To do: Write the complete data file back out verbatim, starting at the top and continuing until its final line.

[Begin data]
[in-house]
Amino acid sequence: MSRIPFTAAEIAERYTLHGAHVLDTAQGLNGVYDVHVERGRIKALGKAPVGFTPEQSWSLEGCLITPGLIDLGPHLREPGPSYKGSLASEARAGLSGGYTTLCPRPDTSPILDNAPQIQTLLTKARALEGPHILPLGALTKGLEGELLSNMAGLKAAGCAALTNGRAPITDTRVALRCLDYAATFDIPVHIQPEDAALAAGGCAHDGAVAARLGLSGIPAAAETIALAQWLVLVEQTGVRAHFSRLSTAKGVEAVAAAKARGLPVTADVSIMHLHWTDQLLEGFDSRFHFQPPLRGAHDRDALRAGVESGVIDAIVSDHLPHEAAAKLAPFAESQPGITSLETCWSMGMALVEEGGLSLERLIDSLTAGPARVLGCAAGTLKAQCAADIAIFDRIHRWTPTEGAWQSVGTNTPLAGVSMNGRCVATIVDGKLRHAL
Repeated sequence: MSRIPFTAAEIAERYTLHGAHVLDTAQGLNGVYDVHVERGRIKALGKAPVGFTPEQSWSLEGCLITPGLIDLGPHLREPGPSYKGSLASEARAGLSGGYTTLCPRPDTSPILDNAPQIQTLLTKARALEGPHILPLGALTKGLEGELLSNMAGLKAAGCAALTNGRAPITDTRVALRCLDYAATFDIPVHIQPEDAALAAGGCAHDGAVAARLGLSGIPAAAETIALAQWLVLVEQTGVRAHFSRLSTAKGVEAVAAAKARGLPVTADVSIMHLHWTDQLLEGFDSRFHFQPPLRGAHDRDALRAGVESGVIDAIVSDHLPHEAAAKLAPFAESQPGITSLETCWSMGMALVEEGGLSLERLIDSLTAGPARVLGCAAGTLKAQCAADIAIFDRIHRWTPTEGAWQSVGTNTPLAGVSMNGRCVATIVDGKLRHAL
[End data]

[in-house]
Amino acid sequence: MSRIPFTAAEIAERYTLHGAHVLDTAQGLNGVYDVHVERGRIKALGKAPVGFTPEQSWSLEGCLITPGLIDLGPHLREPGPSYKGSLASEARAGLSGGYTTLCPRPDTSPILDNAPQIQTLLTKARALEGPHILPLGALTKGLEGELLSNMAGLKAAGCAALTNGRAPITDTRVALRCLDYAATFDIPVHIQPEDAALAAGGCAHDGAVAARLGLSGIPAAAETIALAQWLVLVEQTGVRAHFSRLSTAKGVEAVAAAKARGLPVTADVSIMHLHWTDQLLEGFDSRFHFQPPLRGAHDRDALRAGVESGVIDAIVSDHLPHEAAAKLAPFAESQPGITSLETCWSMGMALVEEGGLSLERLIDSLTAGPARVLGCAAGTLKAQCAADIAIFDRIHRWTPTEGAWQSVGTNTPLAGVSMNGRCVATIVDGKLRHAL
Repeated sequence: MSRIPFTAAEIAERYTLHGAHVLDTAQGLNGVYDVHVERGRIKALGKAPVGFTPEQSWSLEGCLITPGLIDLGPHLREPGPSYKGSLASEARAGLSGGYTTLCPRPDTSPILDNAPQIQTLLTKARALEGPHILPLGALTKGLEGELLSNMAGLKAAGCAALTNGRAPITDTRVALRCLDYAATFDIPVHIQPEDAALAAGGCAHDGAVAARLGLSGIPAAAETIALAQWLVLVEQTGVRAHFSRLSTAKGVEAVAAAKARGLPVTADVSIMHLHWTDQLLEGFDSRFHFQPPLRGAHDRDALRAGVESGVIDAIVSDHLPHEAAAKLAPFAESQPGITSLETCWSMGMALVEEGGLSLERLIDSLTAGPARVLGCAAGTLKAQCAADIAIFDRIHRWTPTEGAWQSVGTNTPLAGVSMNGRCVATIVDGKLRHAL